Chaffold said opening a small business was relatively easy for him. He saved money from his Walmart job and didn't have to go to a bank for financing.
Some small business owners require a helping hand from a business such as Startup Junkie in Fayetteville. The company provides free, one-on-one consulting, events, workshops and programs for entrepreneurs.
Taylor Hasley, a consultant at Startup Junkie, said about 25% of its consulting meetings during its last full grant year and 28% so far this year were what it calls MBEs or minority business enterprises.
The minority business enterprises are made up of racial and ethnic groups, he said. Startup Junkie has a women-owned business enterprise as a separate certification, he said.
Edwin Ortiz started his business, Luncher, last September with the help of Startup Junkie.
Luncher delivers lunch mainly in Bentonville, but is testing his service at the University of Arkansas and at Tyson Foods, Ortiz said.
The company provides customers with a handful of rotating restaurant options to order from each weekday, and only does bulk orders. Some businesses use the service once a month, others use it multiple times a week, he said.
Ortiz worked for Walmart for five years before focusing on his small business full time, he said. Luncher was a side project, but he had to make a choice as the company grew.
Ortiz was born in Mexico City where his father owned a small bus company. His parents were injured in a vehicle accident, and he took over running the company in their absence when he was 12, he said. At 15, he and his family moved to Bentonville. He attended college at Brigham Young University in Provo, Utah, before returning to the area.
Ortiz, now 30, said racial and ethnic minorities might find opening a business easy based on their life history.
"Many have left their country, their language," he said. "Opening a business is not that scary."
He encouraged aspiring minority business owners to use all available resources.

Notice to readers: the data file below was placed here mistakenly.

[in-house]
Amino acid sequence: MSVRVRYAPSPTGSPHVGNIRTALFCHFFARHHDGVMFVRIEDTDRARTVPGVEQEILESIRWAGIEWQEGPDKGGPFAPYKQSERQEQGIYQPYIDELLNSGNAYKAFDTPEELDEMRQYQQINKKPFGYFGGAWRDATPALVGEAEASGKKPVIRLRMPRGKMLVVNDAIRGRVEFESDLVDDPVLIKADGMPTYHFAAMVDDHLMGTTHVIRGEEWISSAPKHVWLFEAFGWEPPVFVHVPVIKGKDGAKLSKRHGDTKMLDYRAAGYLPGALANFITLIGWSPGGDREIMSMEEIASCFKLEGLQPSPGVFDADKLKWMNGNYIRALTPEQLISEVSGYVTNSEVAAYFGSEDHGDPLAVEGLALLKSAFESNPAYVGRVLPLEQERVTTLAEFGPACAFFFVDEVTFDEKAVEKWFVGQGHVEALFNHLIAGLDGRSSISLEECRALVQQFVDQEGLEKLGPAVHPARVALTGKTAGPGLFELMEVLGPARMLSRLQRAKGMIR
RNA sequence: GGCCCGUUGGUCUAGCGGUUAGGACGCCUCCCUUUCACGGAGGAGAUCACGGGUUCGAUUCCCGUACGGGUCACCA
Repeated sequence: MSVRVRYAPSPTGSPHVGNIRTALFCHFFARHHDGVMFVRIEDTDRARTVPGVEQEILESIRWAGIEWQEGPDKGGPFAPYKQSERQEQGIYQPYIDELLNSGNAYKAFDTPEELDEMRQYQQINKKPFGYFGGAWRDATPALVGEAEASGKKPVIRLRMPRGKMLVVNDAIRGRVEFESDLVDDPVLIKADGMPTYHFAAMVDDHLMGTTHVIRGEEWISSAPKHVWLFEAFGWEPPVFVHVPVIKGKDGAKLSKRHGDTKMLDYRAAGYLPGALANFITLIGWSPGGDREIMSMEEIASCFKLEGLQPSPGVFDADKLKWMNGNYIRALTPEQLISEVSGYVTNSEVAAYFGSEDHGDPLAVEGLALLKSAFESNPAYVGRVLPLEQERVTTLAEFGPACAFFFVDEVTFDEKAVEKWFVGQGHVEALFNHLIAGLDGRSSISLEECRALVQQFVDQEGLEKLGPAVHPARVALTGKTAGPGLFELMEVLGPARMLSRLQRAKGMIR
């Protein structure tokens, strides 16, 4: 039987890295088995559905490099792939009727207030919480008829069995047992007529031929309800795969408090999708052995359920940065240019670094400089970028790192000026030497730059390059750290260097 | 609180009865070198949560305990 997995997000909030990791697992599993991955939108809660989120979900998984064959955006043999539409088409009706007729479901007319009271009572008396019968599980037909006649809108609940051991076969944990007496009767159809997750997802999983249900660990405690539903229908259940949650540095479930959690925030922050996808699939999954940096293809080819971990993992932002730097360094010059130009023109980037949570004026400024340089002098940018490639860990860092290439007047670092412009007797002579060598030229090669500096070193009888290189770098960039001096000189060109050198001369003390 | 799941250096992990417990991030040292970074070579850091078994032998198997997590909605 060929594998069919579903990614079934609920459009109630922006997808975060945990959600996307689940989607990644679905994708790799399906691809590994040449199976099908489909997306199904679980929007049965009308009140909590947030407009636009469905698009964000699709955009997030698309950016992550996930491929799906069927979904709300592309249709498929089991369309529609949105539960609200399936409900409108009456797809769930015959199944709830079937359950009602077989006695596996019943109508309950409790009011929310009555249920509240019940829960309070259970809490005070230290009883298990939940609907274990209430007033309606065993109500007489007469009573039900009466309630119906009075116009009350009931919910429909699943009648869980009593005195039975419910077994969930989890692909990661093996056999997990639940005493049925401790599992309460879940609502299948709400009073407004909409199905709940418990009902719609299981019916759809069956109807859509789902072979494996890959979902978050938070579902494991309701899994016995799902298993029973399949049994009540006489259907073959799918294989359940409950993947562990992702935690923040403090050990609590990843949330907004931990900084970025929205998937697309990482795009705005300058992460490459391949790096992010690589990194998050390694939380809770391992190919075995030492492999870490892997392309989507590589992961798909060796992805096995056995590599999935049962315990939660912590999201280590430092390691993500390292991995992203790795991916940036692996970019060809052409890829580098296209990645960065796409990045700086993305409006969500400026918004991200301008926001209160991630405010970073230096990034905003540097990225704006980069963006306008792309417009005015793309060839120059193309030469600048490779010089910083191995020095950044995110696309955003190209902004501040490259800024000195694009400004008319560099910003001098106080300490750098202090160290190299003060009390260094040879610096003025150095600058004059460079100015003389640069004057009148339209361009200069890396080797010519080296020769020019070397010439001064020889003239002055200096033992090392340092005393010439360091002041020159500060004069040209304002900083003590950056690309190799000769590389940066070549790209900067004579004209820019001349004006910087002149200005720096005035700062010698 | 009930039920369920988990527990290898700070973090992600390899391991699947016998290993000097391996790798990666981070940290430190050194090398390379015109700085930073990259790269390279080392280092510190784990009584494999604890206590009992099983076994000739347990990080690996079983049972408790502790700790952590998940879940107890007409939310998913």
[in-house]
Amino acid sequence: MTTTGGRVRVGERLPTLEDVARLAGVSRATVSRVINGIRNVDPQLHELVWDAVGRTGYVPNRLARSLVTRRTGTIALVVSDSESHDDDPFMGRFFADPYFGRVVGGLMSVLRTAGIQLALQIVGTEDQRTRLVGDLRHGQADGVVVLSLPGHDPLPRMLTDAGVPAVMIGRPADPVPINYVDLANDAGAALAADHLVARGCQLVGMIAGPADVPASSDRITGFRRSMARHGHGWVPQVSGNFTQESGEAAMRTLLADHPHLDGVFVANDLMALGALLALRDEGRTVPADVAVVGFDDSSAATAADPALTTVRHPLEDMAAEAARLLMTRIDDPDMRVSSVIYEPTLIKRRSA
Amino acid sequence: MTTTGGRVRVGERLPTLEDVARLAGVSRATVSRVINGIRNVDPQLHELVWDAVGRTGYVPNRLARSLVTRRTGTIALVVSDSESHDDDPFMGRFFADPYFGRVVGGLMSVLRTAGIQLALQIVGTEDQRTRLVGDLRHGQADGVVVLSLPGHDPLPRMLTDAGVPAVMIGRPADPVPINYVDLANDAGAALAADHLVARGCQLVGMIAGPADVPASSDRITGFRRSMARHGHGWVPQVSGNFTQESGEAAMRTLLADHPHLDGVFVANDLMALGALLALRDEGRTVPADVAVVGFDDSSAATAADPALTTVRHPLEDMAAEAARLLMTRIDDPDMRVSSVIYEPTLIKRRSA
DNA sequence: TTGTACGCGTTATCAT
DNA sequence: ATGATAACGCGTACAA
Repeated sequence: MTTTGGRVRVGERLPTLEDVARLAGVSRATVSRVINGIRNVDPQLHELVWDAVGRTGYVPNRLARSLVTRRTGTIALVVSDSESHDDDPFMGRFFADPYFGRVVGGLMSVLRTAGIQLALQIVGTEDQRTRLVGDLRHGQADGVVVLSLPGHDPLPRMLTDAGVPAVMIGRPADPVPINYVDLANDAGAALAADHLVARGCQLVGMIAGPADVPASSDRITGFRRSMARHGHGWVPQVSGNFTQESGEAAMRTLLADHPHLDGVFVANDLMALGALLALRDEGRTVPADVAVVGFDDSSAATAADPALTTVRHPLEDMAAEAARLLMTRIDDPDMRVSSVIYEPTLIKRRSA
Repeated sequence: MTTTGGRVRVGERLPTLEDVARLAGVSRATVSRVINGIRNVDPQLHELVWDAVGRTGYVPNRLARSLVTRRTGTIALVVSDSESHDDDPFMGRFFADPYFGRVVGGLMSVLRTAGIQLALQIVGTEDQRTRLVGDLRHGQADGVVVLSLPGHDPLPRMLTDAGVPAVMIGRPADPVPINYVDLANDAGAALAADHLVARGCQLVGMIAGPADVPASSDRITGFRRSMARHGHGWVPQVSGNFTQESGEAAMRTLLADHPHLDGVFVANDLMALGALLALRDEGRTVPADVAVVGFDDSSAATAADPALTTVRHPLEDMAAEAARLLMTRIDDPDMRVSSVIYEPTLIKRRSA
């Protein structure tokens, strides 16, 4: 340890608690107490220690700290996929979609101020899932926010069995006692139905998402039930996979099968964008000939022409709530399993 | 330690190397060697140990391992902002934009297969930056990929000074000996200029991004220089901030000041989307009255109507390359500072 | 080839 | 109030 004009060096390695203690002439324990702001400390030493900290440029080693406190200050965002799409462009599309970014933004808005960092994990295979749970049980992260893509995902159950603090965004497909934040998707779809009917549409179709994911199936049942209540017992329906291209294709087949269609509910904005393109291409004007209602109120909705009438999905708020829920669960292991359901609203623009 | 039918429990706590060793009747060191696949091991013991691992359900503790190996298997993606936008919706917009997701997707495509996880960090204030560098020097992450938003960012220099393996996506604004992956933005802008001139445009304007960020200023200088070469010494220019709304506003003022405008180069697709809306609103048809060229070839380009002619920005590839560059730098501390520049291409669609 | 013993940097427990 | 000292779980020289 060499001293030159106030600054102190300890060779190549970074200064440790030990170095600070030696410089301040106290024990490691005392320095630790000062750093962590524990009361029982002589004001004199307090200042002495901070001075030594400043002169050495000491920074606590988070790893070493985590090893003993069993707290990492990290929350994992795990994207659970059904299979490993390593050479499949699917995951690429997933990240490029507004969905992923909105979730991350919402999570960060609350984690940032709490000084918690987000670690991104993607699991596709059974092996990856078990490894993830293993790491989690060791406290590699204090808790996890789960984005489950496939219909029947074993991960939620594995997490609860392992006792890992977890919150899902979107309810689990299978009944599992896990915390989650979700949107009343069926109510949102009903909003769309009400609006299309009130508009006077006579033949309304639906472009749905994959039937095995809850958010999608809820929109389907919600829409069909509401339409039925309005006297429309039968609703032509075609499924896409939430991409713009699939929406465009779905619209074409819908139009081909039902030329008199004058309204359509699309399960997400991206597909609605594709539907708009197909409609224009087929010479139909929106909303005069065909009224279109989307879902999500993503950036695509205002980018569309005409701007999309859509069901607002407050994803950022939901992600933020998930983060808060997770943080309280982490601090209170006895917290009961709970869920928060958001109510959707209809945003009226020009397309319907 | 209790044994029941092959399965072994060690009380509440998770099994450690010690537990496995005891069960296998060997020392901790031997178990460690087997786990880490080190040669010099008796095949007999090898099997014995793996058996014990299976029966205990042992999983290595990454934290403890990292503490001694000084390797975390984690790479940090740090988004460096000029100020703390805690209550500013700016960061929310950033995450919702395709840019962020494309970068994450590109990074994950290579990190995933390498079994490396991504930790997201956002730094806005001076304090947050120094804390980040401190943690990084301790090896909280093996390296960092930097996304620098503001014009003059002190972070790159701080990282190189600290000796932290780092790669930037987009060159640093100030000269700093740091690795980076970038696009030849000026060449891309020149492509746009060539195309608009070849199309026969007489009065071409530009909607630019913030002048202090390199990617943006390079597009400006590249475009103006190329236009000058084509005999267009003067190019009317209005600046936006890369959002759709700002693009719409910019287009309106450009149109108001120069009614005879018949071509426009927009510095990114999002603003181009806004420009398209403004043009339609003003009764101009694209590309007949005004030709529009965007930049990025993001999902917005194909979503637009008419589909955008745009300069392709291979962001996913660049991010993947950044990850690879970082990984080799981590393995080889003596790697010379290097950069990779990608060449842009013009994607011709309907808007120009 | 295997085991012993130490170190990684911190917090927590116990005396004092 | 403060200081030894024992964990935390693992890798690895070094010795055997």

"There are a ton of them out there," he said. "Connect with people. Figure out what the need is and then provide it."
Ortiz said a new networking group, the Hispanic Business Meetup, had its first meeting July 15 in Bentonville. More than 40 people said they were interested in attending in a recent Facebook post about the meeting.
Another resource for entrepreneurs is a partnership between the Greater Bentonville Area Chamber of Commerce and Venture Noire. The collaboration will support in the launch, development and growth of companies led by diverse community members, according to the chamber.
Margot Lemaster, executive director of EngageNWA, believes minority-owned business will lead to more diverse growth in the area. EngageNWA is funded by the Walmart Foundation and affiliated with the Northwest Arkansas Council. It seeks to "broaden inclusion and engagement, and to strengthen the regional economy by positioning Northwest Arkansas as a community of engaged global talent," according to its website.
"As more minority-owned businesses open in the region, more people will move here and open more businesses," Lemaster said. "Our economy will strengthen, and we will be better able to compete for talent. Meanwhile, our communities will grow in diversity and cultural richness."
NW News on 07/28/2019
Print Headline: Charting a new course